At our house,"We have a customer!", means either a hummingbird at the nectar feeder or birds at the hanging seed tube. The wild birds have become so much a part of our family, that sometimes the kids will mention them (and the wild bunnies) when asked "Do you have any pets?" Bird watching is the second fastest growing hobby in America, bested only by gardening. Come discover why.
Backyard birding requires only three things: a food supply, a water source, and safety from predictors like squirrels. This well-designed site covers each aspect of birding with just the right amount of detail. There is a page dedicated to choosing a bird feeder, with pictures of common styles. And a page about finding a place your feeder that maximizes convenience and viewing pleasure for you, and safety for your bird visitors.
If there aren't any birds to watch from your own window, visit this feeding station in a backyard in Indianapolis, Indiana. Bird FeederCam sends a new a snapshot to the Net every forty-five seconds from dawn till dusk. Use your browser reload button to refresh your view, or click on the picture to open an auto-updating window. Today I watched and waited patiently without any visitors at first. And then magically, two birds arrived at the feeder. If you run out of patience before your first bird arrives, enjoy the best of past images that include owls, woodpeckers, and hummingbirds.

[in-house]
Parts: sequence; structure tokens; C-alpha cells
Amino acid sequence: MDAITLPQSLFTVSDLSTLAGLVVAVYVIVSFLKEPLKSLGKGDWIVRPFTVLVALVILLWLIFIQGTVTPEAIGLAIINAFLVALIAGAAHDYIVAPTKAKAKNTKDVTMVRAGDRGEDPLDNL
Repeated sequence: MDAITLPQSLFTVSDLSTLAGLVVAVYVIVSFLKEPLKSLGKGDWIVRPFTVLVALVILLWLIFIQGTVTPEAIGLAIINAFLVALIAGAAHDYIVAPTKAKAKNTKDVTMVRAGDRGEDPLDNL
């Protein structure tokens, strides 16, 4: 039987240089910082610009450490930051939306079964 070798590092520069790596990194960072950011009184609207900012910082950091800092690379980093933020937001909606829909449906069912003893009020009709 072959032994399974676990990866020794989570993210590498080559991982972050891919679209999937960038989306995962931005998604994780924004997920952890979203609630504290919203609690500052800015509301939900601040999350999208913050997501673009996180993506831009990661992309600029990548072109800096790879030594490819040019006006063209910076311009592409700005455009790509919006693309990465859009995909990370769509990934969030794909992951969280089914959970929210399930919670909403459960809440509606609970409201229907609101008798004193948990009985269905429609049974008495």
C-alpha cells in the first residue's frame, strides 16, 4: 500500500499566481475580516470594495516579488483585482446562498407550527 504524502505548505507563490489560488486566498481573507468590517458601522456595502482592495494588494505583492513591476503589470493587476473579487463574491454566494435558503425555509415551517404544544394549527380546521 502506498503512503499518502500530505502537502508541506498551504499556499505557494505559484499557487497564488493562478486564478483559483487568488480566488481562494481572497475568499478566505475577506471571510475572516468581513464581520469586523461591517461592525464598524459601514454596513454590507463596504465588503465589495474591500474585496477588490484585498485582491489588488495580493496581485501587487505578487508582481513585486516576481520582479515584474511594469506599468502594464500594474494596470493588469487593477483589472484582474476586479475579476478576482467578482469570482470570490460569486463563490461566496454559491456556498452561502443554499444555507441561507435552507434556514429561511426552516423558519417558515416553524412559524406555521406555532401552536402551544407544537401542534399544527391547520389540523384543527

Where would we be without the sounds of birds singing? Tony Phillips of State University of New York has recorded more than a hundred bird songs from sixty five different species, and paired them with the beautiful drawings of Chester Reed. This delightful site is simple to navigate, and the sound files (chirp chirp) are worth the small wait.
For early readers this kid-sized introduction to bird watching can stand alone. But the rest of us will want to follow the inline hyperlinks for more depth. There you'll find treasures such as a chart of bird seed preferences, a complete list of field marks used to identify birds, and a multi-page guide to building bird houses. This two-tiered approach makes this site a great place to start your own birding adventures.
The first step for many birders is hanging a bird feeder near a convenient viewing window. This simple milk jug feeder with an interior perch can be made from a one gallon milk jug and a wooden stick. It is an excellent project for either home or classroom. And at the very bottom of the page, there is a link to instructions on making a different kind of bird feeder from jar covers. Look for the link that says "Recycle Jar Covers and Cans into Suet Feeders."